Saudi Arabian Oil Minister Ali al-Naimi said in Cairo on Dec. 21 that “demand matches supply” in the global market and earlier that month described prices, which were about $107 a barrel in London, as “fine.”
Al-Naimi has several times cited $100 a barrel as a suitable level for consumers and producers. The kingdom needs a level of about $80 to cover its budget requirements, according to consultants Petromatrix GmbH in Zug, Switzerland.
Demand for the kingdom’s crude in Asia remains “steady,” said Sadad al-Husseini, who founded and runs Husseini Energy, an independent energy consultant in Dharan, Saudi Arabia, after retiring from Saudi Aramco in 2004. The recovering U.S. economy and fuel consumption within OPEC members will “put pressure” on the nation to maintain output, al-Husseini said.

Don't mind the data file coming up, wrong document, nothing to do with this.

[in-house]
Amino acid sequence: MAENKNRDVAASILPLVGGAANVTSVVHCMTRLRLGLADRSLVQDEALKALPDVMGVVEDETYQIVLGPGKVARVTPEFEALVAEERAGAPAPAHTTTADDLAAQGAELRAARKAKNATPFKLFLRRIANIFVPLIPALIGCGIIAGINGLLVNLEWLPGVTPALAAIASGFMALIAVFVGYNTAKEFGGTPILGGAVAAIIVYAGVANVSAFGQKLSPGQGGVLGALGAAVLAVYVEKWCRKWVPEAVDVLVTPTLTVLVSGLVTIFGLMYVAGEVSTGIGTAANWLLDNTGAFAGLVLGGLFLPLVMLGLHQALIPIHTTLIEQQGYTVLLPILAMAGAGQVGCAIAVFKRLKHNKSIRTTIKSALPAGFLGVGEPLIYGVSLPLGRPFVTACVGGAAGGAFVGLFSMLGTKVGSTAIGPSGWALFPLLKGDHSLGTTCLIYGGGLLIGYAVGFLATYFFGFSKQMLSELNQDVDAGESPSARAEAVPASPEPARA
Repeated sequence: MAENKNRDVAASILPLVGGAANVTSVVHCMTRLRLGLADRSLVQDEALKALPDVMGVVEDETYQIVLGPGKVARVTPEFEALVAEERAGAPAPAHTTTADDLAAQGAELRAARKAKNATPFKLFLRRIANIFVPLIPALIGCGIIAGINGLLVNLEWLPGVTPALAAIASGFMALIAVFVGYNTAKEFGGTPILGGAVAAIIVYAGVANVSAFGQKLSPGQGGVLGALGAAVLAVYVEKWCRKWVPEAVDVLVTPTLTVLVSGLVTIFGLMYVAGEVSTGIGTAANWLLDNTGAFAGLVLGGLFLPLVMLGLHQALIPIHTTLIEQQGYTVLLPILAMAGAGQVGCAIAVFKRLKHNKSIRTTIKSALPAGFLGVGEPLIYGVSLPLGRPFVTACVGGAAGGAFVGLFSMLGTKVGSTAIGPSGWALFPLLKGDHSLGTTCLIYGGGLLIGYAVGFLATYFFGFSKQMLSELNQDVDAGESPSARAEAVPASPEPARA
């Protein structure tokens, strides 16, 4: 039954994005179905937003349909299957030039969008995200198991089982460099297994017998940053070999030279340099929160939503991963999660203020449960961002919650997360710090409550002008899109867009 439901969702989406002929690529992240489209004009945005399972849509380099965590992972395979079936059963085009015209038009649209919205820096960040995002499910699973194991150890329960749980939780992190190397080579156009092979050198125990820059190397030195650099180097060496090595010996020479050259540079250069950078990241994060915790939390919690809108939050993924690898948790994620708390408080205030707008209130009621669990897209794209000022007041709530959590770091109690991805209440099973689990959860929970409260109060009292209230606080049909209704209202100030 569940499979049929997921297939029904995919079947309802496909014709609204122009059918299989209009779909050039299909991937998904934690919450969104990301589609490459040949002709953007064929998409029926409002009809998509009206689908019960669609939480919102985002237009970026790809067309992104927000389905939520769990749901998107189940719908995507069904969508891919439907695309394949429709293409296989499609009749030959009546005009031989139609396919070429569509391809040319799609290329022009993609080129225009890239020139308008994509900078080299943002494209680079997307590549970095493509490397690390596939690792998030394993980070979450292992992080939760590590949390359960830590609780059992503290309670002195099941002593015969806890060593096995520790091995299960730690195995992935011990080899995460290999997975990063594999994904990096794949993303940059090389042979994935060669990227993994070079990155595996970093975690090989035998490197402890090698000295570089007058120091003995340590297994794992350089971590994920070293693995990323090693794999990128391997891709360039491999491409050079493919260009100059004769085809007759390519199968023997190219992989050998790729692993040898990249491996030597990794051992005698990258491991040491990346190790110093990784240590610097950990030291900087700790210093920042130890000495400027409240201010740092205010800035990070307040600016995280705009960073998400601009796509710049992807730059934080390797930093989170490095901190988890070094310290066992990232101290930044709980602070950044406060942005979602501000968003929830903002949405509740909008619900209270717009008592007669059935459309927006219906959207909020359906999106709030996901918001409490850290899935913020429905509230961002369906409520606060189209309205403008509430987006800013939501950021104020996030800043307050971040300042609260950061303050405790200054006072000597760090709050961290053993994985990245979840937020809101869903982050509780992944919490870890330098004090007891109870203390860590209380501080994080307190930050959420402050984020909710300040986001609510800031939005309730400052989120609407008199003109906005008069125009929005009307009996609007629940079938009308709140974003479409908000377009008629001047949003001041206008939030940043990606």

OPEC’s Secretary-General Abdalla El-Badri urged the group’s 12 members after their last meeting in December to trim output in order to comply with a collective target of 30 million barrels a day. The group will next gather in May.
“OPEC’s ceiling is one of the reasons but not the major drive for the cuts,” Fahd al-Turki, chief economist of Jadwa Investment Co., said by phone from Riyadh. “The major driver for the Saudi cuts is a reduction in domestic demand.”
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